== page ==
Inside The Anatomy Of The Human Firewall

Thomas Fox is president of Tech Experts, southeast Michigan’s leading small business computer support company.

Each year, around 61% of small businesses become the victims of a malware attack. While many small businesses may think no one would ever come after them because of their size, know that over half of the total global attacks hit small businesses and, for thieves, getting access to your systems is becoming increasingly lucrative.

Companies collect more about customers than ever before: medical history, financial records, consumer preferences, payment information, and other confidential information.

Some of this information could be used in malicious ways to either harm your business or directly harm the customers, so we all understand that we must protect it from cyberattacks.

Creating a human firewall is the best way to keep your system and data safe, but what exactly is a human firewall, why do you need one, and how can you build one? Let’s take a look!

What’s a human firewall?
You already know about a “normal“ firewall that acts as a technology shield, protecting your primary systems and sensitive customer data from outside threats like viruses, malware, ransomware, and the like.

Protecting your systems with a technology firewall is an important major step to protect your business and customers, but even the most advanced firewalls can be breached because people you trust, your employees, need access to that data in some capacity, putting customer data at risk.

For a timely example, we can look the public relations nightmare that Facebook has endured over the past two years with scandal after scandal related to how they protect the massive amounts of data they collect on users.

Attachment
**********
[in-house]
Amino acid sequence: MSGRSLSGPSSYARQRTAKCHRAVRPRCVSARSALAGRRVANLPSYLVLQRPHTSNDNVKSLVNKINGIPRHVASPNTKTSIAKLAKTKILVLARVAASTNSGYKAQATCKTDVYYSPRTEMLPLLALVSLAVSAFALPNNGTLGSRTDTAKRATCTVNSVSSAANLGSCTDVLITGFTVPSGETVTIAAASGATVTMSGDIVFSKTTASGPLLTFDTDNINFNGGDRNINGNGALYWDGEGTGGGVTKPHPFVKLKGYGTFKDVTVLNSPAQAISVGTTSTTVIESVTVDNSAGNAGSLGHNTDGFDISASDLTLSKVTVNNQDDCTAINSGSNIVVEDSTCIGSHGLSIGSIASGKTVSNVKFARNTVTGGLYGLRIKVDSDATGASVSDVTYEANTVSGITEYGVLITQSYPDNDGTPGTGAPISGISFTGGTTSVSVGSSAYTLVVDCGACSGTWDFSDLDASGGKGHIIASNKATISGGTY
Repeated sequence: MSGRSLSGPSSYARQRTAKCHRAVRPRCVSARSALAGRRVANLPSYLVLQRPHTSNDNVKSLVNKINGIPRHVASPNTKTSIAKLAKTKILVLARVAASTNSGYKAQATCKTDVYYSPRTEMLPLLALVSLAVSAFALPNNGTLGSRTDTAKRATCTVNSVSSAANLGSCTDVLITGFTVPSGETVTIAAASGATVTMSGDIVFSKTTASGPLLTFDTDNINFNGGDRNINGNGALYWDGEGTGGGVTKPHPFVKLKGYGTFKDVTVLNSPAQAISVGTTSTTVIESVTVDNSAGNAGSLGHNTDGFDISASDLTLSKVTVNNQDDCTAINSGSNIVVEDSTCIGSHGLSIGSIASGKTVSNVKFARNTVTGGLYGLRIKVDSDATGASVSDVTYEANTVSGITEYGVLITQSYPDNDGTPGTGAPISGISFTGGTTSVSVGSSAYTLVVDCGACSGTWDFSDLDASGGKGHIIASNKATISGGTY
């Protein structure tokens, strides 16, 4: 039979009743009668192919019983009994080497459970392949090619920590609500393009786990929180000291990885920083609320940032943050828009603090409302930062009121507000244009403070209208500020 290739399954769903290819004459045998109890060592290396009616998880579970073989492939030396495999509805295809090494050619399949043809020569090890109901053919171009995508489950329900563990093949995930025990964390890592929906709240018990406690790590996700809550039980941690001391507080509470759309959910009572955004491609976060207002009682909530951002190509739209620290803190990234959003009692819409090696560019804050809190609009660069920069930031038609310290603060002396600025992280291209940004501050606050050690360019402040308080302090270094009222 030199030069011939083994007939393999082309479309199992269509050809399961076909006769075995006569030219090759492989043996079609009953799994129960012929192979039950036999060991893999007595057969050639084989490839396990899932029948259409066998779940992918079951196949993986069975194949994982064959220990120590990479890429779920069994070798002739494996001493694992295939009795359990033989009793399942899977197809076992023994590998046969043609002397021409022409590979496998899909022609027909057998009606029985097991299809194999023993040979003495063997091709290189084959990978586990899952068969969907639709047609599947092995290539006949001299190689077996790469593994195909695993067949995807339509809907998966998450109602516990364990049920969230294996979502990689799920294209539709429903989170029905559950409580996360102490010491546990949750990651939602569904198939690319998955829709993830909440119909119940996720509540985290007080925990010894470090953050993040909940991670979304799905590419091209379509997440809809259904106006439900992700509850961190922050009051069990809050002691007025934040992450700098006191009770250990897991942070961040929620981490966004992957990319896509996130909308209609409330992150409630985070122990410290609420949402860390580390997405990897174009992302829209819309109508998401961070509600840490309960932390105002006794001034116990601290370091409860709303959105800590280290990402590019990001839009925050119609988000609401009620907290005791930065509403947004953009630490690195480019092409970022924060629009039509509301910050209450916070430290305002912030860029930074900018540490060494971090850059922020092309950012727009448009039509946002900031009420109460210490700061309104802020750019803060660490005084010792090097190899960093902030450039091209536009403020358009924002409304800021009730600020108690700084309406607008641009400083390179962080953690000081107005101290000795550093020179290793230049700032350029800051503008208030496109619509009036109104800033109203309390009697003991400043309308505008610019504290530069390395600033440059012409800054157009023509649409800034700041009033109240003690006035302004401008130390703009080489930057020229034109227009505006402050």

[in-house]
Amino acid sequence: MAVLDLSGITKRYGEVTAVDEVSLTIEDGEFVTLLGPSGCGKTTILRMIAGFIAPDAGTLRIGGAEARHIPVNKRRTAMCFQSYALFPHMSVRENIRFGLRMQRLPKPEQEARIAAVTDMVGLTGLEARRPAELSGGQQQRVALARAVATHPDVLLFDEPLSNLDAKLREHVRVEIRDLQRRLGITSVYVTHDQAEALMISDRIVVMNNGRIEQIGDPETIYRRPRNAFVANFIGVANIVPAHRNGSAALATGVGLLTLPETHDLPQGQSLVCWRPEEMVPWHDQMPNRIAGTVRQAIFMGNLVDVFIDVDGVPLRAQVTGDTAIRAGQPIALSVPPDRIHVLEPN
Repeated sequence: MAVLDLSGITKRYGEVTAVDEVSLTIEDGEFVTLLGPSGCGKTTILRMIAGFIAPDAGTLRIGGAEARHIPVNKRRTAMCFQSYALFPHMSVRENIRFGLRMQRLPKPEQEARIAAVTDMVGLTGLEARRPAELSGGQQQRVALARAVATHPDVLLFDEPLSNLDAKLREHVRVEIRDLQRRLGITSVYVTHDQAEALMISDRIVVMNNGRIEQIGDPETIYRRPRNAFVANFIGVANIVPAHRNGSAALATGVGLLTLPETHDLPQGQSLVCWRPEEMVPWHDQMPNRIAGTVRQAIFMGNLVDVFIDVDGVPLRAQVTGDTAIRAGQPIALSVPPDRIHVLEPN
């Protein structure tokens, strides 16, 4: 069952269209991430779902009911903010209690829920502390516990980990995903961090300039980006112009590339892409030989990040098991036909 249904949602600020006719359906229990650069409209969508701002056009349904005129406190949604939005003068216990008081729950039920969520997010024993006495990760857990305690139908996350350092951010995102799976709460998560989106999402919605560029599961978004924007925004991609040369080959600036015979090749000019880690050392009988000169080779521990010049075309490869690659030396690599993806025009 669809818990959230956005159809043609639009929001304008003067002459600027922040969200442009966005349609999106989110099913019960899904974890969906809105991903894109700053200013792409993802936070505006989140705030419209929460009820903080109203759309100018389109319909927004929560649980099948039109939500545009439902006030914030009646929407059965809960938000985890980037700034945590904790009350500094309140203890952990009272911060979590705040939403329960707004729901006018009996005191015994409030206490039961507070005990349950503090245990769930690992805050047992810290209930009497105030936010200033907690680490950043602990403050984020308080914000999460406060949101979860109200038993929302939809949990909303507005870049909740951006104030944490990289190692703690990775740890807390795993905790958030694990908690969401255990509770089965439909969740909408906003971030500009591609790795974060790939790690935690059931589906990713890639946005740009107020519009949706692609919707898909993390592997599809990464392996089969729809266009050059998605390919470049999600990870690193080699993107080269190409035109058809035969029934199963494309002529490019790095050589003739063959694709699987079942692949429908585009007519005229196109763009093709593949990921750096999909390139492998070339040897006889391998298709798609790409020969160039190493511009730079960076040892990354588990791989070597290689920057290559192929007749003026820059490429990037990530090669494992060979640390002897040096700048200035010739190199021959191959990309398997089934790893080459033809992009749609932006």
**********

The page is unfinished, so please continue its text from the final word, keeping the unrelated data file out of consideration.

In some cases, the data breaches have been related to flaws in the technology; in other cases, people who were in positions to legally access that data made what some consider poor decisions that put Facebook user data at risk.

A human firewall addresses the second part of this. It focuses on risk awareness, training, and monitoring among employees.

It ensures that people and technology effectively work together to safeguard critical systems and consumer data.

How do humans increase your risk?
If you have a firewall, you may be wondering, how can your employees put data protected by a firewall at risk?

Several types of malicious hackers exploit the weakest link in these scenarios and the weakest link, in this case, is the human.

They employ strategies that innocuously coax employees into helping them breach your firewall.

How do they do it? Let’s look at two common strategies.

Scenario one: basic phishing scam
You get an email that appears to be from your boss’ boss and it sounds urgent. They say that your boss is not available to help them and they ask you to click on a link and log into a work program that gives you access to customer information. You click the link and it takes you to a page that looks exactly like your workstation login page.

An employee is caught between a rock and a hard place. It sounds urgent and they could be fired if they don’t help their boss’ boss.

Because they’ve been told their own boss is not available, they can’t check this out. How many of your employees do you think would comply to avoid getting in trouble? That’s exactly why this scheme or something similar to it is so effective.

Scenario two: Spear phishing scam
You get an email that says, “Hi, {your name}, here’s the file I promised I’d send you earlier this month. I know you’ll find these reports invaluable as a {Job Title}. Let me know how they work for you.“. It comes from someone who appears to work in your company or a company that your department often works with, making the email seem valid and trustworthy.

Do you open the file? If you decided to open the file, it just downloaded malicious key-tracking software onto your computer which can now see everything you type, including all of your passwords or it may go further, infecting your computer and those of your co-workers, overtaking your network and stealing data.